Enterprise architecture is a very complex task from two perspectives, content and process. From the content perspective you will need to know , in advance , what are all the ingredients necessary in order to map your entire enterprise (including business, information systems and technology domains). In addition to defining all the building blocks you also need to know how to show them visually so you can use them to communicate both with the business and IT side of the enterprise to achieve alignment of the IT to the business needs.

After getting an understanding about the content side you still need to tame the complexity of the process perspective. It is not enough just to know what are the needed building blocks and how to show them visually, you need to know what is the order of mapping those building blocks, who needs to perform which task , what should be the practitioners' skill sets, what are the tools that you can use, which questions you need to ask while conducting interviews and many other questions regarding the enterprise architecture process.

The first framework that was publicly available was named after the person who formulated it: Johan Zachman. The Zachman framework focused on the content perspective. Johan Zachman defined what were the views needing to be defined in order to get an holistic view of enterprise by using the six "WH" questions (What, Why, Where, When, Who, How) and six view points which defined 36 views to fully describe the enterprise. While the Zachman process deals with the content aspect it lacks the process perspective. In order to more fully support the process perspective a number of more practical framework made their appearance (such as TOGAF, Gartner, etc'). Those frameworks focused more on the process aspect and tended to show that they align to the Zachman framework. Another type of enterprise architecture framework is an industry specific framework (as NGOS, TEAF). Those frameworks deal with both the content and the process, but because they are industry specific they elaborate more on the content and on the process.

Enterprise architecture frameworks are tools that help us describe and know what should be the content of enterprise architecture work and how to reach this content. They are always a base suggestion that each and every enterprise tends to customize for their own needs and conditions . Still, enterprise architecture frameworks are tools that might greatly help you in reaching your enterprise architecture.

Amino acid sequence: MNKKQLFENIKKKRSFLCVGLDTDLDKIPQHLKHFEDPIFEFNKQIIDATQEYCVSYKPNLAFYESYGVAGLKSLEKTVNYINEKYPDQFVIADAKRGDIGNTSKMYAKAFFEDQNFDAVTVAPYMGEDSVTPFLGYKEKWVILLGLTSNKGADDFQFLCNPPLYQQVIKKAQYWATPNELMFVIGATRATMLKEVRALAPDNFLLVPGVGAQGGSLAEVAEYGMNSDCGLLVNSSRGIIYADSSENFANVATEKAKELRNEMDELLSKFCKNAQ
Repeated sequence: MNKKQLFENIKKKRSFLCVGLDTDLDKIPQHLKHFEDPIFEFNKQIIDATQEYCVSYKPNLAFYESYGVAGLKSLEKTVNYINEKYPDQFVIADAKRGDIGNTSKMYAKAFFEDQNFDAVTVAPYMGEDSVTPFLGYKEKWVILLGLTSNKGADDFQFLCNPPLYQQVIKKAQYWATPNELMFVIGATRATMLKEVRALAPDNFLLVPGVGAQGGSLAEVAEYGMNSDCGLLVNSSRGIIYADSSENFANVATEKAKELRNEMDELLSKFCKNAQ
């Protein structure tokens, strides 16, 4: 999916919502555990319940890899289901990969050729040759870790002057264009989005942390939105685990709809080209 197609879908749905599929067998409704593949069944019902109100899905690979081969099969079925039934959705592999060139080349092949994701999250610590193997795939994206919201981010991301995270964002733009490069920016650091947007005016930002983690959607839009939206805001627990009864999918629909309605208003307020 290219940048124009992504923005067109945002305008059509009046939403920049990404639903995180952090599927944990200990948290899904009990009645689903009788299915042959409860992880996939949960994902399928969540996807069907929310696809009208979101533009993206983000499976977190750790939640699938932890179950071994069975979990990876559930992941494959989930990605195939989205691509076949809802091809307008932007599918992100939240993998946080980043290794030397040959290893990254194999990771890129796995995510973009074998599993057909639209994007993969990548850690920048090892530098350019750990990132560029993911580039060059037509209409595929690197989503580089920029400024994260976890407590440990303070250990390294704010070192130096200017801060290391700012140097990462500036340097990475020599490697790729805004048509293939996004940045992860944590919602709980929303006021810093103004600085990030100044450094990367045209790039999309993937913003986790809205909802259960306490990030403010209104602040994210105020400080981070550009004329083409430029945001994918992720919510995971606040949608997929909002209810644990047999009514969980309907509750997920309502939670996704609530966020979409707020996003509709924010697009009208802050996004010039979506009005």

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What types of enterprise architecture frameworks exist:

There are several frameworks available for use, we'll just mention the most common ones.

  1. Zachman : more conceptual less practical - http://www.zifa.com/.
  2. DoDaf. : Defense oriented framework - http://www.defenselink.mil/nii/doc/DoDAF_v1_Volume_I.pdf
  3. TOGAF. : More private sectors oriented framework - http://www.opengroup.org/architecture/togaf/.

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Why SAP concerned about enterprise architecture:

SAP has been pushing Enterprise Service Oriented Architecture (e-SOA) for quite a long time. E-SOA is based on SOA principles and extends SOA with SAP assets in the business world, our business applications. E-SOA lays down an architecture that adopts SAP applications to SOA principles (Autonomy, Simple, well-documented interface, Flexibility and Unity). E-SOA enabled enterprises to create more flexible IT infrastructure to support more agile businesses using ASP applications and technologies.

To support SAP e-SOA architecture, SAP introduced set of technologies (such as NetWeaver), tools (such as CAF toolset), and services (such as ESA adoption program). Although SOA is pushed by the IT world it can be successfully adopted by enterprises without the acceptances, understanding and supporting of the business side. If we need to compose a list of successful SOA adoption points, the first point will be getting the business people involved in the process. The second point will be a holistic view of the enterprise. Developing a service required knowledge and understanding of all the service consumers (both humans and machines). Such knowledge is required to set currently the interface and implementation of the service. To reach such knowledge and understanding we need to get a holistic view of the enterprise. Furthermore, without knowing what your current architecture is, what should be your future architecture, what are the gaps and how you're going to close those gaps, you won't be able to succeed.
Another point that should be addressed to gain success with SOA adoption is the right level of services granularity. Ending up with thousands of services or with few services won't help the service oriented architecture adoption. Enterprises need to find out the right service granularity for them. This granularity should be wider enough to enable flexibility and narrow enough to enable people to use them and communicate between them.

If you'll look today for a methodology that will give you  a  holistic view of the enterprise and will guide you  as to  how to map your existing architecture, map your target architecture, identifying the gaps, set time-lined projects to close the  gaps  and governing the entire process; you'll find out that enterprise architecture is the methodology you  are  after. 

SAP is not just an application and technology provider; we are also partners of our customers, partners with deep knowledge and experience in 22 industries. As a partner with business oriented attitude we see both SOA and enterprise architecture as concepts, architecture and methodology that will help your business. Pushing enterprise architecture from our perspective has two objectives 1) Provides help for your business and for you to get a better understanding of current architecture and what needs to be changed. 2)  Provides help with SOA adoption. Those two objectives support the same goal: making   your business more agile and successful.